I am sorry to be the one to break it to you, but you shall surely die. As I was riding in last night with Ezel and the little ones for our Fat Tuesday pancake supper we heard the Casting Crowns song on the radio, “Who Am I?” And while I am not a huge fan of contemporary music, I thought the lyrics to this one would fit the mood we are trying to invoke. The chorus says, “I am a flower quickly fading/Here today and gone tomorrow/a vapor in the wind.” It actually reminded me of one of my favorite lines from the book Fight Club by Chuck Palahniuk that states the same sentiment in a slightly more stark manner, “You are not a beautiful and unique snowflake. You are the same decaying organic matter as everyone else, and we are all part of the same compost pile.”

Believe it or not, I do not take it as my role to depress you tonight. I do not intend to diminish our humanity. In fact, I pray to reinforce that which is really human. When we deny the temporal nature of our lives we make ourselves something we were never intended to be. We attempt to become a god for ourselves, and there is no greater delusion in this life.

This is precisely what happens in our reading from the prophet Joel tonight. The people had forgotten God, they had forgotten the covenant, they were living for themselves and they thought they could live this way forever. In Joel God reminds them that this is not true, and calls everyone to repentance with “all your heart, with fasting, with weeping and with mourning.” This call to repentance holds true for us today as well. Jesus tells us in John 10 that he has come so that we can have life, and have it more abundantly or more fully. But how can we have that life if we are so saturated in the lies of a culture that is in many ways opposed to the promises we hear in our scriptures?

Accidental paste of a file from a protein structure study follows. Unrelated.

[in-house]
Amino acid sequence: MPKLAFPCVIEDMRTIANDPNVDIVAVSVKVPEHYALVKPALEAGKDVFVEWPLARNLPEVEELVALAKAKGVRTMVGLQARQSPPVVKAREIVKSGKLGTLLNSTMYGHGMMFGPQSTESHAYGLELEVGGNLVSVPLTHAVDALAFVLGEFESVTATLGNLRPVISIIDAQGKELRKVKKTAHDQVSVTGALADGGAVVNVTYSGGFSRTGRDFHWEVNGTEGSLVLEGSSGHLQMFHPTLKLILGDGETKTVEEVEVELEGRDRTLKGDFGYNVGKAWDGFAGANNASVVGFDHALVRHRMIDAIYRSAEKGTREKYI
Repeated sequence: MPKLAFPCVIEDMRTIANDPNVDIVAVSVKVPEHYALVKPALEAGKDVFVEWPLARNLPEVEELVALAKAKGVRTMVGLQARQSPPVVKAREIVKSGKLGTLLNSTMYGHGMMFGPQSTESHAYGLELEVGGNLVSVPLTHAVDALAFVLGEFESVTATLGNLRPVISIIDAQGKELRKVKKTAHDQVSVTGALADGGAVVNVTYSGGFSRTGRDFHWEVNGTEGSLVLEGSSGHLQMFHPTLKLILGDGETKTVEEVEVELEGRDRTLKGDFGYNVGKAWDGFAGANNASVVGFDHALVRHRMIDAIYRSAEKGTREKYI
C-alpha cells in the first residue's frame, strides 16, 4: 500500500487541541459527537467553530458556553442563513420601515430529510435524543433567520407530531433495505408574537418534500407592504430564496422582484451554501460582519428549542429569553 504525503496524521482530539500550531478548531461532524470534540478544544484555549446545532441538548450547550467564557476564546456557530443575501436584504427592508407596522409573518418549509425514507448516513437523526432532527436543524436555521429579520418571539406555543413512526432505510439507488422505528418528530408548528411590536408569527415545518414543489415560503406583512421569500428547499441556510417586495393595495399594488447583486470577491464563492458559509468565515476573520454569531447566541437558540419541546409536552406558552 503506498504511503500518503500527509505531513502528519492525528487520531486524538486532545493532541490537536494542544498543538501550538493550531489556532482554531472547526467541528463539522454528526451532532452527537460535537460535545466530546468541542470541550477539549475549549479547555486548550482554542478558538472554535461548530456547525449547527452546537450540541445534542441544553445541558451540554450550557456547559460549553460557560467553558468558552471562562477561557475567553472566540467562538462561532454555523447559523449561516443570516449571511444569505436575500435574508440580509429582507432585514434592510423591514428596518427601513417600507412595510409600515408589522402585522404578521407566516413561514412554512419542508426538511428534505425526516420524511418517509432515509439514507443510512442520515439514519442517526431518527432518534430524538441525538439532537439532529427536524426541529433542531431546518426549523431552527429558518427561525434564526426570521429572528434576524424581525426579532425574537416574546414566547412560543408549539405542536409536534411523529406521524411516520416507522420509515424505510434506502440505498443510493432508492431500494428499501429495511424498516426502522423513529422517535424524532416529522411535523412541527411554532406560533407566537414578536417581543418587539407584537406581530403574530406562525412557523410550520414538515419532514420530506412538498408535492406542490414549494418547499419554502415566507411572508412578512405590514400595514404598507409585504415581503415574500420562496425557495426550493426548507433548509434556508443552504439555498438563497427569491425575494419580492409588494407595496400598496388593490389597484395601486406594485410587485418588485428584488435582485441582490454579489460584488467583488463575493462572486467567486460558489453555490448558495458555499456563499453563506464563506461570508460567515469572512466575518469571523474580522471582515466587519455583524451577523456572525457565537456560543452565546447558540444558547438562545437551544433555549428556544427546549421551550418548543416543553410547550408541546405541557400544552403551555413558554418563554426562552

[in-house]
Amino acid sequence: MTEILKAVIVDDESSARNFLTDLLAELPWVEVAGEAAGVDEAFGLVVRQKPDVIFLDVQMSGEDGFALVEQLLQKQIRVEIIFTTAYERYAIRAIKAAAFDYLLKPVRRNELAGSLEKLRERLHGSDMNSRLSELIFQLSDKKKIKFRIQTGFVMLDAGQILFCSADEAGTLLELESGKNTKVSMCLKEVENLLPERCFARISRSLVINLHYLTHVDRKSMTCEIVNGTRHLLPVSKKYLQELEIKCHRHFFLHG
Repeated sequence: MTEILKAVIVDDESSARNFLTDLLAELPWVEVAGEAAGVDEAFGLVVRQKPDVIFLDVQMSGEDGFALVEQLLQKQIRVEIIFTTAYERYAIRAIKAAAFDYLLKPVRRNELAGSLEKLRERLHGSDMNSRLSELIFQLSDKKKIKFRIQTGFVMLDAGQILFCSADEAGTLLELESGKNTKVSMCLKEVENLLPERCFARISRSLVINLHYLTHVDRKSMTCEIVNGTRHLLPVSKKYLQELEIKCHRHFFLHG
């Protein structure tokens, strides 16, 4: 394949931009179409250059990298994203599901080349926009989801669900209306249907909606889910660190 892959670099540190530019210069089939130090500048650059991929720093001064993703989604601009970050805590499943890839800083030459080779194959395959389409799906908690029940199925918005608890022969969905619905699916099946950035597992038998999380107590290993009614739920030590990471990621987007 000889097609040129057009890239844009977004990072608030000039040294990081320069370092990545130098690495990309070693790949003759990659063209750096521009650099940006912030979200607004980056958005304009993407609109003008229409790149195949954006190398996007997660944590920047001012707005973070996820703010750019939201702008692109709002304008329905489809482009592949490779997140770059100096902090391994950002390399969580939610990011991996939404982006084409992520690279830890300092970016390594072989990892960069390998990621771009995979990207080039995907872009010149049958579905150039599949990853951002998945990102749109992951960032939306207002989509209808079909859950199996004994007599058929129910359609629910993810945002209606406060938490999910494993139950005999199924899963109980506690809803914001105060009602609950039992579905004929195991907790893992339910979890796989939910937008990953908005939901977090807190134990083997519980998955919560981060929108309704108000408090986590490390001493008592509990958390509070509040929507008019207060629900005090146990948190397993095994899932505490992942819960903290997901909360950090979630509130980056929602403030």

The point of Lent – the point of the whole Christian life, really – is repentance. Repentance is the key to living a thoughtful existence. Repentance is really little more than self-examination that leads us to question our own motives and actions. It is life in which we ask ourselves what is of eternal consequence and what is not; what is a small matter and what is significant one. For instance, I would never say that grades or school are of no consequence. However, if this becomes for us an idol, then it takes away something that belongs to God alone. There is nothing wrong with caring to present a neat appearance or to practice good grooming and hygiene, but when we begin to value that which is temporal (the body) over that which is eternal (the soul), then again we lose perspective. When we worship at the throne of money, or material goods, or political parties, or our job title, or our earning potential, then we are erecting false gods, and are called to turn from those lies.